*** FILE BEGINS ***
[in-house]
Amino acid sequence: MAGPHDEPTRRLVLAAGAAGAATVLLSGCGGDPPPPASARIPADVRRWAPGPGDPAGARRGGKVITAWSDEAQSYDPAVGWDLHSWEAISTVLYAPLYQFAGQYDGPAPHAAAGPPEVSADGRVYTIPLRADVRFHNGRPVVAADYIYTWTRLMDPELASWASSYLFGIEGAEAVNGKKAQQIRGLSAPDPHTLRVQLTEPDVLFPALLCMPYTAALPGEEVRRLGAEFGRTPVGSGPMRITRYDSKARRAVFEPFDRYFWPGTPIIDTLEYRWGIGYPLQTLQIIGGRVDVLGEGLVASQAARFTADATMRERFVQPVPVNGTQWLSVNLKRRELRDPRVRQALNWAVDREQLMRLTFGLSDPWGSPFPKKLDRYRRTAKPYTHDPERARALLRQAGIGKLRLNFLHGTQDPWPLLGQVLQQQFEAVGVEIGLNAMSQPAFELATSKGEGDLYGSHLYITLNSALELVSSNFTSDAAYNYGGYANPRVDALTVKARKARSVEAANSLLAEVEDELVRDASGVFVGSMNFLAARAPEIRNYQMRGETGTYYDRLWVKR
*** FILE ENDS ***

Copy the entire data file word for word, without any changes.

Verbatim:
[in-house]
Amino acid sequence: MAGPHDEPTRRLVLAAGAAGAATVLLSGCGGDPPPPASARIPADVRRWAPGPGDPAGARRGGKVITAWSDEAQSYDPAVGWDLHSWEAISTVLYAPLYQFAGQYDGPAPHAAAGPPEVSADGRVYTIPLRADVRFHNGRPVVAADYIYTWTRLMDPELASWASSYLFGIEGAEAVNGKKAQQIRGLSAPDPHTLRVQLTEPDVLFPALLCMPYTAALPGEEVRRLGAEFGRTPVGSGPMRITRYDSKARRAVFEPFDRYFWPGTPIIDTLEYRWGIGYPLQTLQIIGGRVDVLGEGLVASQAARFTADATMRERFVQPVPVNGTQWLSVNLKRRELRDPRVRQALNWAVDREQLMRLTFGLSDPWGSPFPKKLDRYRRTAKPYTHDPERARALLRQAGIGKLRLNFLHGTQDPWPLLGQVLQQQFEAVGVEIGLNAMSQPAFELATSKGEGDLYGSHLYITLNSALELVSSNFTSDAAYNYGGYANPRVDALTVKARKARSVEAANSLLAEVEDELVRDASGVFVGSMNFLAARAPEIRNYQMRGETGTYYDRLWVKR